My law practice includes helping people accused of drug crimes minimize or avoid the consequences of conviction through constitutional challenges to the circumstances of an arrest, execution of a search warrant, or traffic stop of a motor vehicle whenever the facts and the law warrant it. For first-time felony drug offenders, it is often possible to obtain referral of your case to Drug Court, which focuses on community-based drug treatment programs and rehabilitation as a constructive alternative to punishment.
If the facts of your case show that conviction of a felony offense is a likely outcome, I do everything possible to find sentencing alternatives that will keep you out of prison. This can often be accomplished through negotiation with the prosecution toward a mutually acceptable guilty plea, or through a well prepared and persuasive presentation to the court at a sentencing hearing.
Drug crimes can include but are not limited to the following:
- • Cultivation of marijuana or manufacture of methamphetamine
- • Distribution, trafficking or conspiracy to distribute any illegal drug, including heroin, crack, or cocaine
- • Unauthorized possession or sale of painkillers and other prescription drugs
- • Possession of drugs or paraphernalia in a motor vehicle
- • Drug abuse charges
- • Drug-related arrests during a period of probation or parole
- • Asset forfeiture proceedings involving cash, vehicles, or other property allegedly related to a drug offense
Conviction for a drug crime at any level can have an adverse effect on your freedom, your employment, your ability to obtain or retain various professional licenses, your ability to obtain housing or student loans, and other collateral consequences.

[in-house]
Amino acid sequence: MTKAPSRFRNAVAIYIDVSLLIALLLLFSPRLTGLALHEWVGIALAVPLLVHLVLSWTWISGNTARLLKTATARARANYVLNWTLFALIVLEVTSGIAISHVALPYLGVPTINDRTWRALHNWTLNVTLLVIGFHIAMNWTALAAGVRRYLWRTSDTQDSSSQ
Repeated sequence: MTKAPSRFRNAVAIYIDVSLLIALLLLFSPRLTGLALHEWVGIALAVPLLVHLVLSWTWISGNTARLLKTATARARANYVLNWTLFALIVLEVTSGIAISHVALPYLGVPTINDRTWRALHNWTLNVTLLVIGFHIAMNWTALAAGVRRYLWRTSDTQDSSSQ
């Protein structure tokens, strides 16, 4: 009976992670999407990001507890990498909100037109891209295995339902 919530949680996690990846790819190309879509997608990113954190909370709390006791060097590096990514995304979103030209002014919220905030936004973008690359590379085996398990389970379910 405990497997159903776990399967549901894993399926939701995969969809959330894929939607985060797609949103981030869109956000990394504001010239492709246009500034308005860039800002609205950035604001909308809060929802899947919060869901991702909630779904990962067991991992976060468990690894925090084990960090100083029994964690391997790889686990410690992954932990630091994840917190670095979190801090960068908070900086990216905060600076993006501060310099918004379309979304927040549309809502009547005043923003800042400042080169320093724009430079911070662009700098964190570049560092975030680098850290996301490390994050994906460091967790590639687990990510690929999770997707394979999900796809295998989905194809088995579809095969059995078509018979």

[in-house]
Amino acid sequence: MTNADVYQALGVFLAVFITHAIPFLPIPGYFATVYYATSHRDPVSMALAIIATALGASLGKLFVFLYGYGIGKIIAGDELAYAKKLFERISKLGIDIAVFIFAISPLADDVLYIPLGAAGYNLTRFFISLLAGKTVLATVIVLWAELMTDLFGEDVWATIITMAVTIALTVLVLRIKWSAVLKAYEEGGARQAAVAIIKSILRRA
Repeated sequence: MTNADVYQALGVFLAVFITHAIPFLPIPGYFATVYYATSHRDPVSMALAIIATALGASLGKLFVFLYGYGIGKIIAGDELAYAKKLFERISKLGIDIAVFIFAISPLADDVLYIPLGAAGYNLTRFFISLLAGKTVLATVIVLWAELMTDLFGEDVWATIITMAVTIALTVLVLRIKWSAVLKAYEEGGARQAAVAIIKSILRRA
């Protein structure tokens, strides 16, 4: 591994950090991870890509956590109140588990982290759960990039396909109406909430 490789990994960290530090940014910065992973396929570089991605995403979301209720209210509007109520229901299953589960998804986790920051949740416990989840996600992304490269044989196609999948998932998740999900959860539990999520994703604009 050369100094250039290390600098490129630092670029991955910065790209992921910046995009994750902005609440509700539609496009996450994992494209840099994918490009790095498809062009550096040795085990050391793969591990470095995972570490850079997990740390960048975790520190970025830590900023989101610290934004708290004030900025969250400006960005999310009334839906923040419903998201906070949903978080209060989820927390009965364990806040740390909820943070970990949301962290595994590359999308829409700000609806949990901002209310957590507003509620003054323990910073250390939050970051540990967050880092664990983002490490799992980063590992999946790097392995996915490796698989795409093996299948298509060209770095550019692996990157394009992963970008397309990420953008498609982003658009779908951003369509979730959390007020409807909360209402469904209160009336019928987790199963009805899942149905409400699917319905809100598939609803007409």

One more thing that needs to be discussed here is marijuana tickets. Even though marijuana tickets do not put your freedom in jeopardy, they can still have undesirable consequences. The penalty for a marijuana ticket is only a fine of up to $150.00 in Ohio , but there are more serious consequences that most people are unaware of. First, when you pay the ticket by mail or plead “guilty” or “no contest” to a marijuana ticket, things get complicated when potential employers run a background check on you. This is because the marijuana ticket will show up as a “Drug Abuse” or “Drug Possession” charge, and the background check printouts do not differentiate between marijuana tickets and felony drug possession/abuse charges for harder drugs like cocaine or heroin.
If you are charged with a drug crime, or you get a marijuana ticket, it is important to call an attorney right away, before you do anything. Your case can be examined to determine if there are any legal or factual defenses to the ticket, and an attorney is typically in a better position to try to get the charge amended. The consequences for ignoring this advice can have a negative effect on employment and educational opportunities (i.e. your future).